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Schools Blog

RE in Schools


Statistics recently released show that there has been a massive increase in the number of students taking RE at both GCSE and A-level. In fact, RE is the fastest growing subject on the curriculum. Why is that? Most educational commentators have pointed to the events of September 11th and the subsequent war on terror. They argue that the events of that day came as an immense shock to lots of young people because they seemed to arise out of a world view that was both profoundly religious and profoundly political. This was a world view of which the present generation had no experience. Commentators argue that young people crave understanding and so have turned to RE as a means of developing an understanding of why the world is the way it is now.

An alternative view is that young people are beginning to be more open in their exploration of the spiritual and that they see RE as one tool that will help them in this quest. It is not that young people are suddenly discovering they have a spiritual side, rather that they are allowing it to be more visible.

Whatever the reason, RE is emerging from a period in which it was seen as a subject doomed for extinction and becoming a subject seen by Government as part of a package that can help in the development of a spiritual, moral and social conscience. The other subjects in this package include Citizenship and PSHE. All three topics present youth and schools workers with clear opportunities to become involved in the life of a school and its students. This becomes even clearer when considering some of the suggested reforms to education currently being debated.

The content of the RE curriculum is now under discussion. One of the interesting suggestions is that student don’t just learn about religion but learn from religion. The suggestion is that there is something in the subject that can have an impact upon lifestyle. Furthermore students are to be encouraged to discover truth in the subject, a concept that has not generally been suggested before.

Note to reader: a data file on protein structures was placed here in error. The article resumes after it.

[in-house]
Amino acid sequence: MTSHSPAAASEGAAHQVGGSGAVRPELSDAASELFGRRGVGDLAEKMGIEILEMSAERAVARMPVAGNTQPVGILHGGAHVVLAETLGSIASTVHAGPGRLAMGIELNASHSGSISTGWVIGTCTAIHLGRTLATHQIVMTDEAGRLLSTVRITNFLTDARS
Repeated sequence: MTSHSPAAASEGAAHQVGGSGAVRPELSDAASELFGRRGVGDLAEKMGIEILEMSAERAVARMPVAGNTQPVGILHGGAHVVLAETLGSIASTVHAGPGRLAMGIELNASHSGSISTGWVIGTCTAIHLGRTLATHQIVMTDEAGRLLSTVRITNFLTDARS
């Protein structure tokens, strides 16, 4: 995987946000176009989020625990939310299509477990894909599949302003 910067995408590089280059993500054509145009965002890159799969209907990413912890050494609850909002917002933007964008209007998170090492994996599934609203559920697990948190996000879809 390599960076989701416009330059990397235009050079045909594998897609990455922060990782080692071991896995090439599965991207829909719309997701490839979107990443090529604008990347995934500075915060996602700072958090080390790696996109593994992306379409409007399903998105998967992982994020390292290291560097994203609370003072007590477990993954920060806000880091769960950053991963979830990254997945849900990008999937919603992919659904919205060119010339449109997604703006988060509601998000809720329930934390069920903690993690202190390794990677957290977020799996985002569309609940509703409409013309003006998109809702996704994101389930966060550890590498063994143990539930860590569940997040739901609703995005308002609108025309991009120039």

Education for 14 – 19s is also being reconsidered. Preliminary reports have emphasised the need to allow students to explore wider areas than just the plain academic. One concept being explored is the development of global learners i.e. young people who are aware of the interconnectedness of their lives with the lives of others around the world. Alongside this vision is a desire to create global citizens who contribute to solving the problems, not just of their own community, but of those communities around the world suffering from the effects of poverty etc.

Tearfund is therefore ideally placed to have an input at all kinds of levels in supporting the achievement of these goals.

With all this in mind Tearfund has begun to explore ways in which they can equip youth leaders to become involved in schools. One thing they have done is to produce a Lift the Label cd rom. This resource has been designed in such a way as to provide material suitable for key stages 3 and 4 which can be used in Citizenship, RE and Geography lessons. The cd comprises four outline lesson plans, worksheets, case studies and lots of challenging video material. The lesson plans have been created to allow for flexible use in the classroom giving space for role play, debate, small group work and presentation. The material has been given a dry run in schools where Youth for Christ workers are involved and they have proven to be very successful.

This CD is just one of many new resources that are being produced to make it possible for youth workers to gain access to schools.

It is recognised however that not everyone wants to get up in front of a class of 16 year olds to talk about the issues of poverty and justice. For some the whole concept is rather daunting. Thankfully classrooms are not the only places where the government wants its students to learn. Students are going to be actively encouraged to become more involved in their community. School will no longer be bound by four walls. Learning will happen all over the place. Some of Tearfund’s campaigns for example offer the chance to find out more about the clothing industry, fair trade and ethical shopping. There is no reason why something like ‘don’t shop quietly’ can’t be turned into a local project adopted by a school over the course of a term. Assemblies could launch the campaign and students be encouraged to team up with local youth leaders to bring the campaign onto their high street. Often in schools the 6th formers lead a charity committee or host specialist groups linked to charities such as Amnesty International. Invitations could be given to these to work alongside local tear fund volunteers to manage a campaign or fund raising programme.

We are living at a time when the issue of poverty is being recognised as a prime factor in the unfolding politics of our troubled world. Poverty and development do have causal links with suffering, war and terrorism. To understand our world we need to understand its inherent injustices. To deal with the world’s problems we have to deal with their causes. This message is one which the present government wants young people to learn at school. It is a message they hope will broaden understanding and transform attitudes to the extent that a new generation will view the world in a completely new way. That is a very laudable ambition and one which we, as youth workers should be doing all we can to support.

Submitted by Nigel Roberts at 12:34pm, 21st September 2004